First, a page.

13: A Canadian Christmas After All

13: A Canadian Christmas After All

From Chicken Soup for the Soul: Christmas in Canada

A Canadian Christmas After All

There are no strangers on Christmas Eve.

~Adele Comandini

By October of my second year at the University of Guelph my grades were in trouble, for sure. Beyond the help of even Coles Notes, I dropped my courses instead of flunking out. Unsure of what to do next, I decided a few weeks in Mexico working on my Molson muscle would re-energize me. I packed my knapsack and drove my beater the fifty-or-so kilometres to Kitchener to let my mum know what I was doing. She asked where I was going.

“Oh, I don’t know. The States, then somewhere in Mexico,” I said, not realizing how that vague answer must have alarmed her.

“But don’t worry, Mum,” I added quickly, trying to reassure her. “No way will I miss Christmas, eh?”

She wasn’t convinced, but I was determined to go. Besides, I already had my ticket to fly from Toronto to Atlanta, where I would visit a friend and then head south by bus. After a few weeks away I planned to be back for Christmas with enough time to spare to enroll for January classes.

But somewhere between Atlanta and Ciudad Juarez I came down with a bad case of wanderlust. By the time I crossed the Mexican border I was determined to stay away as long as my money held out. I figured with some miserly spending that might be a couple of months. With that decision, getting home to Canada for Christmas took a back seat.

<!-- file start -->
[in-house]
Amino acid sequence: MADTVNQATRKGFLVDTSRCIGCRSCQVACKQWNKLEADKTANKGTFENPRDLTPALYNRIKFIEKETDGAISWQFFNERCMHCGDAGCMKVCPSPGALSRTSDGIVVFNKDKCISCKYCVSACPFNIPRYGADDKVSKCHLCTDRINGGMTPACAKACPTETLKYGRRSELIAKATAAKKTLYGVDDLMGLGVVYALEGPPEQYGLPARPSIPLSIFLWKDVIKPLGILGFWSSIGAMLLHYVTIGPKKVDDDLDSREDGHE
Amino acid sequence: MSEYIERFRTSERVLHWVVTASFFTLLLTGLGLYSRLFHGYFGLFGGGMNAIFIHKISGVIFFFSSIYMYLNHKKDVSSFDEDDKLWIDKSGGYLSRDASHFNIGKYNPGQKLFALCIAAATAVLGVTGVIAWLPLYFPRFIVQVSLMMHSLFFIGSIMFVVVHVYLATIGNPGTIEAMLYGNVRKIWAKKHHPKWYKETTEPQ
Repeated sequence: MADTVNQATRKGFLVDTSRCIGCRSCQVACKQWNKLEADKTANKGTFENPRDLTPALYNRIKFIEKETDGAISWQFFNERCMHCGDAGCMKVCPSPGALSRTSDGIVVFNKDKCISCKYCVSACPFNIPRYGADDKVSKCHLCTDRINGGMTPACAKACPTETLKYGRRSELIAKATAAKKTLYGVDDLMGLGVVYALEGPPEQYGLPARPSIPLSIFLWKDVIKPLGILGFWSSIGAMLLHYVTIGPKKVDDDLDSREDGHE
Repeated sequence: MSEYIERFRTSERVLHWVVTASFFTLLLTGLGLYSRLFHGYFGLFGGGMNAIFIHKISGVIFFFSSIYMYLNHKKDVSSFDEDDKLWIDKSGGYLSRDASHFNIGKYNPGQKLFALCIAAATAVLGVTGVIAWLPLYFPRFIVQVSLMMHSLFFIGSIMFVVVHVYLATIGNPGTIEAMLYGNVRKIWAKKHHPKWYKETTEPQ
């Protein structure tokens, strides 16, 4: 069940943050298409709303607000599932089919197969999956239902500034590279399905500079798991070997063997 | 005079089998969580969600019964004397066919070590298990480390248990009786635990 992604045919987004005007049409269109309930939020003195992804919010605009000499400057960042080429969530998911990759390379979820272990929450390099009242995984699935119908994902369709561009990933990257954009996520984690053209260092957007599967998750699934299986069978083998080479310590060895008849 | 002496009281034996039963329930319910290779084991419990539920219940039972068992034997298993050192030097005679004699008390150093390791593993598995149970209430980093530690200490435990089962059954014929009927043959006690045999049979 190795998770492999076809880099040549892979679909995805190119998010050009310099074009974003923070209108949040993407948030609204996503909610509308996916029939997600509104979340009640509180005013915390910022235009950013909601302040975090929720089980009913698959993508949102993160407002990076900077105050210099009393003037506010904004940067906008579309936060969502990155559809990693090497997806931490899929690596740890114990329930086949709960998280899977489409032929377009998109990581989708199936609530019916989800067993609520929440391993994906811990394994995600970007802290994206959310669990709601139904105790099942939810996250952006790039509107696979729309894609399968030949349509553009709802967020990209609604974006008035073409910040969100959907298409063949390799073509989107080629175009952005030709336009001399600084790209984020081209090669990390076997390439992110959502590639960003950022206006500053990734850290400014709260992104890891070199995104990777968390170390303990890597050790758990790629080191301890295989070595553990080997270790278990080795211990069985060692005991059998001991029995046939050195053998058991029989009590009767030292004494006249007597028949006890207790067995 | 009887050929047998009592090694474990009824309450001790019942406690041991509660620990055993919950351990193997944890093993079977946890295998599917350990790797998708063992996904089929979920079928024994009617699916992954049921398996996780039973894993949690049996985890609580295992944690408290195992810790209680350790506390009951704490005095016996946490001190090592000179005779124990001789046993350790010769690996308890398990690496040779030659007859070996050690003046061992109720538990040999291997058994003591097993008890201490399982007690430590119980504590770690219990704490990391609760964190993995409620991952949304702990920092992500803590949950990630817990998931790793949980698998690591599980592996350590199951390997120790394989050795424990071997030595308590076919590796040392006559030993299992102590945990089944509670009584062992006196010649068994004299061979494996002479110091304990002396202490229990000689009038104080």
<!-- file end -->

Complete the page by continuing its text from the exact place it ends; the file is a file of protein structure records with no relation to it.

An entry in my Fodor’s about San Blas convinced me that it might be a nice stop. Described as small, quiet and out-of-the way, it was a once prominent vacation spot but now just a run-down resort town on the Pacific Coast. It sounded ideal.

In early December I stepped off the bus in the centre of town and knew immediately this place was right for me. Transported back in time by its dusty, cobblestone streets, central church of peeling-plaster skin, and the sight of old men and dogs napping under shade trees in the zócalo I was convinced I’d found paradise.

Seeking cheap accommodations, the guidebook led me to the Playa Hermosa Hotel. Located on the outskirts of town it used to be a high-end inn but was now a run-down shell, and possibly not even open anymore. I headed towards the harbour and turned left to follow a rutted, overgrown path that ran parallel to the beach, and found the hotel at the end of the road. After waiting in the empty lobby for a while, the middle-aged housekeeper and her daughter finally appeared and rented me a room on the deserted second floor. It overlooked the entire grounds to the beach, had meagre furniture and an odd odour. There was no hot water or even electricity!

As the days passed a few more travellers checked in, and soon an interesting group was residing there. Bonded by our adventures we felt at home away-from-home, but as Christmas drew closer and I realized I wouldn’t make it back in time I began to feel bad.

To lift my spirits I suggested we organize our very own Christmas celebration right there at the hotel. Everyone was excited and got into the spirit of the occasion as we divvied up the chores and set about planning a Christmas Eve feast.